I am helping designing a course module that teaches basic python programming to applied math undergraduates. As a result, I’m looking for examples of

mathematically interestingcomputations involving matrices.Preferably these examples would be easy to implement in a computer program.

For instance, suppose

$$\begin{eqnarray}

F_0&=&0\\

F_1&=&1\\

F_{n+1}&=&F_n+F_{n-1},

\end{eqnarray}$$

so that $F_n$ is the $n^{th}$ term in the Fibonacci sequence. If we set$$A=\begin{pmatrix}

1 & 1 \\ 1 & 0

\end{pmatrix}$$we see that

$$A^1=\begin{pmatrix}

1 & 1 \\ 1 & 0

\end{pmatrix} =

\begin{pmatrix}

F_2 & F_1 \\ F_1 & F_0

\end{pmatrix},$$and it can be shown that

$$

A^n =

\begin{pmatrix}

F_{n+1} & F_{n} \\ F_{n} & F_{n-1}

\end{pmatrix}.$$This example is “interesting” in that it provides a novel way to compute the Fibonacci sequence. It is also relatively easy to implement a simple program to verify the above.

Other examples like this will be much appreciated.

**Answer**

If $(a,b,c)$ is a *Pythagorean triple* (i.e. positive integers such that $a^2+b^2=c^2$), then

$$\underset{:=A}{\underbrace{\begin{pmatrix}

1 & -2 & 2\\

2 & -1 & 2\\

2 & -2 & 3

\end{pmatrix}}}\begin{pmatrix}

a\\

b\\

c

\end{pmatrix}$$

is also a Pythagorean triple. In addition, if the initial triple is *primitive* (i.e. $a$, $b$ and $c$ share no common divisor), then so is the result of the multiplication.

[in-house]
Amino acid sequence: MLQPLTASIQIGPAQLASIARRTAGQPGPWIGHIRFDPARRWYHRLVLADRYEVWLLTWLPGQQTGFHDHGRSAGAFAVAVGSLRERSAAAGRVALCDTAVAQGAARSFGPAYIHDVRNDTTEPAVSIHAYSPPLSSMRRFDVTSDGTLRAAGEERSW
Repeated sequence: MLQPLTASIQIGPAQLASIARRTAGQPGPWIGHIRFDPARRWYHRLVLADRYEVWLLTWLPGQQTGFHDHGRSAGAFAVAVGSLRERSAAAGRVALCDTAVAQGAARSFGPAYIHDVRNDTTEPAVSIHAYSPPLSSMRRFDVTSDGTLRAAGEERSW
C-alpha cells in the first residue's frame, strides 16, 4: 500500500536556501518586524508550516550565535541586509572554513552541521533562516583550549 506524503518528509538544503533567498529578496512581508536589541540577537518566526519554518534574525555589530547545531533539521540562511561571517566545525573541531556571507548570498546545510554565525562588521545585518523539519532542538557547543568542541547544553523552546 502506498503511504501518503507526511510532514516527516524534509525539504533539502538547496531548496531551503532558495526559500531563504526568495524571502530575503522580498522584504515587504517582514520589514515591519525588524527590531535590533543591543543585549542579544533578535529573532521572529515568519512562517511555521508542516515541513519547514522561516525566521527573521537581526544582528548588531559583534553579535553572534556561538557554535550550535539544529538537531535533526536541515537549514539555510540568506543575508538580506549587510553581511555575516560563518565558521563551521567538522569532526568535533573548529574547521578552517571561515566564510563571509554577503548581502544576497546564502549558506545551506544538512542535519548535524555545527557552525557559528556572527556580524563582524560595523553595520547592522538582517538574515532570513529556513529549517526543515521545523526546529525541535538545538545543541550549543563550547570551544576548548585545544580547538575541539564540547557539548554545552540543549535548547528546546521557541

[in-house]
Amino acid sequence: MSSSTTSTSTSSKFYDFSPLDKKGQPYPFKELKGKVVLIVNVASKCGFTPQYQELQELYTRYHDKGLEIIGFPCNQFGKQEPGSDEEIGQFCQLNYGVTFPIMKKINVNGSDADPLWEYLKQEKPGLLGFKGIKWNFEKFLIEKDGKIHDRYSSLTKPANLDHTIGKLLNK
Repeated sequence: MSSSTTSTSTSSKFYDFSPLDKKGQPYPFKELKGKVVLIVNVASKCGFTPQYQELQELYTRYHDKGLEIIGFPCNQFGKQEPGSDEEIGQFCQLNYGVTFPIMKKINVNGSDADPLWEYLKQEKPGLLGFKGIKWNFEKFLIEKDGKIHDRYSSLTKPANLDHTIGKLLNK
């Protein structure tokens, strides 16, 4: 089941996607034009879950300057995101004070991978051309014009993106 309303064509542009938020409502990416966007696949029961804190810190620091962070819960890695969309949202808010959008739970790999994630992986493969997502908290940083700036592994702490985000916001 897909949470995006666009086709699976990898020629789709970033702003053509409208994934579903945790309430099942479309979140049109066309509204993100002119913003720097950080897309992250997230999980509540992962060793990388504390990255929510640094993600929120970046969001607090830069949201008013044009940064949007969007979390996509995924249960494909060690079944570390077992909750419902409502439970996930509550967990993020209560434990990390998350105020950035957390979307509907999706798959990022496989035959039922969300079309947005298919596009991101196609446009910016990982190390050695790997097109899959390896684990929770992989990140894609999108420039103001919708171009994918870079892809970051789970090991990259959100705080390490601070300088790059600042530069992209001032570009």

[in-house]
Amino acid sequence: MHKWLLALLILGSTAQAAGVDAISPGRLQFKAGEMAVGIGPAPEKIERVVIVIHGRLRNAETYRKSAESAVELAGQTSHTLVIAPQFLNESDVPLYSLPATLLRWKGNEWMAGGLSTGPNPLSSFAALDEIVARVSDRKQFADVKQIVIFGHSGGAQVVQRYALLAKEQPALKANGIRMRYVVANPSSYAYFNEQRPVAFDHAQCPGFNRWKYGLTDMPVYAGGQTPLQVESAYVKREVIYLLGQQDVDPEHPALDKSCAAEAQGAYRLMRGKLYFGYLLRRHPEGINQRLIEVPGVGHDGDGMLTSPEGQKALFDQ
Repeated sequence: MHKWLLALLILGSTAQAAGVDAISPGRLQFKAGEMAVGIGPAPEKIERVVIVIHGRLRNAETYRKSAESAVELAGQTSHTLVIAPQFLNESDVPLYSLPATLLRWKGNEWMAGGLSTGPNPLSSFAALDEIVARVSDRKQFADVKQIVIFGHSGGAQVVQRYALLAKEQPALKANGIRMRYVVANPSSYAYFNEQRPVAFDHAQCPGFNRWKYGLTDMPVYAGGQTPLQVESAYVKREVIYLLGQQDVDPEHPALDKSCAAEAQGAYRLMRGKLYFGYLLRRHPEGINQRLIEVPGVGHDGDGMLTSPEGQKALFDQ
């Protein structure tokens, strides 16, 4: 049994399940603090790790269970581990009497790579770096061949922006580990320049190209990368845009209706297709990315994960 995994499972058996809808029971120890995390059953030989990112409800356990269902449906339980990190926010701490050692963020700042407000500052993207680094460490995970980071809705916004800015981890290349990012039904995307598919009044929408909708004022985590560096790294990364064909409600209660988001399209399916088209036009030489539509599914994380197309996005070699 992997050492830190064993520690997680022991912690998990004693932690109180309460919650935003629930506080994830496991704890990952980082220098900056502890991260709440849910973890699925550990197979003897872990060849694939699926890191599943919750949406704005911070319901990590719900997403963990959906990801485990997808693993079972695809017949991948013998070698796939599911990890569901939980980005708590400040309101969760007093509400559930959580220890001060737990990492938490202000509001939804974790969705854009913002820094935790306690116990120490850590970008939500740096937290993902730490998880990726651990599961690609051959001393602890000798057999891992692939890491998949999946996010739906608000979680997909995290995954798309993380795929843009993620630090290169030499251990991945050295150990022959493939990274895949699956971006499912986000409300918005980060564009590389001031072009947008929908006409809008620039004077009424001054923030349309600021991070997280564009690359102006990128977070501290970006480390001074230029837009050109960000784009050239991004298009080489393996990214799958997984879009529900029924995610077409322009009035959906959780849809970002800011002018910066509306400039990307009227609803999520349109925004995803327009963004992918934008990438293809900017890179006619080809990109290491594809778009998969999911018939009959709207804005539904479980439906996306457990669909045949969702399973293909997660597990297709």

The same is true if we replace $A$ by one of the following matrices:

$$B:=\begin{pmatrix}

1 & 2 & 2\\

2 & 1 & 2\\

2 & 2 & 3

\end{pmatrix}

\quad \text{or}\quad

C:=\begin{pmatrix}

-1 & 2 & 2\\

-2 & 1 & 2\\

-2 & 2 & 3

\end{pmatrix}.

$$

Taking $x=(3,4,5)$ as initial triple, we can use the matrices $A$, $B$ and $C$ to construct a tree with all primitive Pythagorean triples (without repetition) as follows:

$$x\left\{\begin{matrix}

Ax\left\{\begin{matrix}

AAx\cdots\\

BAx\cdots\\

CAx\cdots

\end{matrix}\right.\\ \\

Bx\left\{\begin{matrix}

ABx\cdots\\

BBx\cdots\\

CBx\cdots

\end{matrix}\right.\\ \\

Cx\left\{\begin{matrix}

ACx\cdots\\

BCx\cdots\\

CCx\cdots

\end{matrix}\right.

\end{matrix}\right.$$

**Source:** Wikipedia’s page *Tree of primitive Pythagorean triples*.

**Attribution***Source : Link , Question Author : providence , Answer Author : Pedro*